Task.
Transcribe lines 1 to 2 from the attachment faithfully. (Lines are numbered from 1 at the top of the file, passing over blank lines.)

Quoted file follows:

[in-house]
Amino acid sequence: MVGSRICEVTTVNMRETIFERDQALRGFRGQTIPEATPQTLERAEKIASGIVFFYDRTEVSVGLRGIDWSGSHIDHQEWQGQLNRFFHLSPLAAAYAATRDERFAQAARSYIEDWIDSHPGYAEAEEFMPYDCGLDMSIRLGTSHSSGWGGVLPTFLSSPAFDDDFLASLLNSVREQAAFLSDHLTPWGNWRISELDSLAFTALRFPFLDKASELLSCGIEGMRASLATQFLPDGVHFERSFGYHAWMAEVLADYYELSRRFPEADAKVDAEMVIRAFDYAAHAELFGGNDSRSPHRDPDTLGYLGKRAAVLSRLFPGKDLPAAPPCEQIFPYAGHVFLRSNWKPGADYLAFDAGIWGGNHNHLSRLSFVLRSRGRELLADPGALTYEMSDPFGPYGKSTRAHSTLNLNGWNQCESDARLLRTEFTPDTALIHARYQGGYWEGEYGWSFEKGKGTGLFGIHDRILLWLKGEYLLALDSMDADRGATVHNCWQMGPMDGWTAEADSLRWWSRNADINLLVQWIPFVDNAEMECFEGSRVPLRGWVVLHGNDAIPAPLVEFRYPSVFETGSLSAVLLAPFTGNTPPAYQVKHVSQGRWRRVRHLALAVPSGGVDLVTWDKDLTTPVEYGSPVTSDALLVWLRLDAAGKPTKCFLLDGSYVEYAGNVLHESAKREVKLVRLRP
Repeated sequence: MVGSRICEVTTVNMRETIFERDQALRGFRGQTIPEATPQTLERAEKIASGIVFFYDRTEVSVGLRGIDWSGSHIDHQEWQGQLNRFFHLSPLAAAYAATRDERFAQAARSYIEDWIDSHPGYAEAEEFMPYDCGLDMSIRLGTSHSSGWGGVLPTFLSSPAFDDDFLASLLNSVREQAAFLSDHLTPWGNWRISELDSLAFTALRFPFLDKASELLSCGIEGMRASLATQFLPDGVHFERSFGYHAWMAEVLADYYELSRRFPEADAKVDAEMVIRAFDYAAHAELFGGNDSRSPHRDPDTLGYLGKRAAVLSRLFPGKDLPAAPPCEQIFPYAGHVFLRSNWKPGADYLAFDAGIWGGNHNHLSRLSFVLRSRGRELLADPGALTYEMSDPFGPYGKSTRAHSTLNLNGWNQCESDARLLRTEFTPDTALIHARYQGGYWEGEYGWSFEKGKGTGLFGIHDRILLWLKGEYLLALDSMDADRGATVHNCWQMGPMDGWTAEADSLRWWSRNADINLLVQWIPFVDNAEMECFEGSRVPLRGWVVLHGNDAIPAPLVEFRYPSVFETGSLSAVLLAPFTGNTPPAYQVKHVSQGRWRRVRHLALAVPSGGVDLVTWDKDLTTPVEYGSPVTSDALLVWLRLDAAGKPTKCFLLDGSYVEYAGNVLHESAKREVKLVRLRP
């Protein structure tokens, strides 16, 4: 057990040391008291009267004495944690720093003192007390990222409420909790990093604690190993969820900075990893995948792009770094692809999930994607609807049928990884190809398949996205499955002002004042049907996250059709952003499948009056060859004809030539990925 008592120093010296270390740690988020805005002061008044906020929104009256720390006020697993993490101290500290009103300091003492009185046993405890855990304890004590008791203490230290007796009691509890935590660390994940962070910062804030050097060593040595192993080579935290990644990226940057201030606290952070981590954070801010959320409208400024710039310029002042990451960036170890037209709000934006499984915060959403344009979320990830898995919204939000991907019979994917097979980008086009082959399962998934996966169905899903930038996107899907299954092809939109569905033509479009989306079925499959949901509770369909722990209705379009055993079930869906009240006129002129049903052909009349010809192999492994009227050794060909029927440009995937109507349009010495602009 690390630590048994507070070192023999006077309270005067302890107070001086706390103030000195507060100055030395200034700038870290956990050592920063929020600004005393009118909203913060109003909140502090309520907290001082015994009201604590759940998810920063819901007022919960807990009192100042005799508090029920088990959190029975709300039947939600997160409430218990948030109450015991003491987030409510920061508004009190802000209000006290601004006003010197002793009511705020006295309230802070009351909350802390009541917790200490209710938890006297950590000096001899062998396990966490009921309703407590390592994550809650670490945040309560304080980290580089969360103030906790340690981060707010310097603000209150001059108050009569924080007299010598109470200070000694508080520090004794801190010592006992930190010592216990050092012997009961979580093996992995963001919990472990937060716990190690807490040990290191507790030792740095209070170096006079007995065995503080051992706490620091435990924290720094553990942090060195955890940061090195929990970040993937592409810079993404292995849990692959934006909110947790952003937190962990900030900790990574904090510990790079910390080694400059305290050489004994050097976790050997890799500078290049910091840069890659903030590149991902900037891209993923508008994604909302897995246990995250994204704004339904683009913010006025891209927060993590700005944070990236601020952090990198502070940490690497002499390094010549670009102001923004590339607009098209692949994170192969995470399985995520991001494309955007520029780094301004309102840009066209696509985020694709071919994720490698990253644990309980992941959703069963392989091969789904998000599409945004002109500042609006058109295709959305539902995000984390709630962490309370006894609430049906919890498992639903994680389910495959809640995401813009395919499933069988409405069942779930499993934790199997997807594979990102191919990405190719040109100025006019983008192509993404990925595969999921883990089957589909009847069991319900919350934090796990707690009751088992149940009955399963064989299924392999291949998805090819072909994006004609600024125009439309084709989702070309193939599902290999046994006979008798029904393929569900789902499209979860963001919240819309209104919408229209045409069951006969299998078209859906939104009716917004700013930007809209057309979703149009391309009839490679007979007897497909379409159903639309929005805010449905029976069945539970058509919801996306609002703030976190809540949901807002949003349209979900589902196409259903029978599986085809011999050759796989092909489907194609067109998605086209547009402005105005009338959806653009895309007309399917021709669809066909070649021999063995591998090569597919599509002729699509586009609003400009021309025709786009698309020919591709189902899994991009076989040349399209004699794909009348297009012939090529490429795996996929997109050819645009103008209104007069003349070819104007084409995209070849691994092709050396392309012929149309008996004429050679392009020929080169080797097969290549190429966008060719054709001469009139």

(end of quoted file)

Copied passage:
[in-house]
Amino acid sequence: MVGSRICEVTTVNMRETIFERDQALRGFRGQTIPEATPQTLERAEKIASGIVFFYDRTEVSVGLRGIDWSGSHIDHQEWQGQLNRFFHLSPLAAAYAATRDERFAQAARSYIEDWIDSHPGYAEAEEFMPYDCGLDMSIRLGTSHSSGWGGVLPTFLSSPAFDDDFLASLLNSVREQAAFLSDHLTPWGNWRISELDSLAFTALRFPFLDKASELLSCGIEGMRASLATQFLPDGVHFERSFGYHAWMAEVLADYYELSRRFPEADAKVDAEMVIRAFDYAAHAELFGGNDSRSPHRDPDTLGYLGKRAAVLSRLFPGKDLPAAPPCEQIFPYAGHVFLRSNWKPGADYLAFDAGIWGGNHNHLSRLSFVLRSRGRELLADPGALTYEMSDPFGPYGKSTRAHSTLNLNGWNQCESDARLLRTEFTPDTALIHARYQGGYWEGEYGWSFEKGKGTGLFGIHDRILLWLKGEYLLALDSMDADRGATVHNCWQMGPMDGWTAEADSLRWWSRNADINLLVQWIPFVDNAEMECFEGSRVPLRGWVVLHGNDAIPAPLVEFRYPSVFETGSLSAVLLAPFTGNTPPAYQVKHVSQGRWRRVRHLALAVPSGGVDLVTWDKDLTTPVEYGSPVTSDALLVWLRLDAAGKPTKCFLLDGSYVEYAGNVLHESAKREVKLVRLRP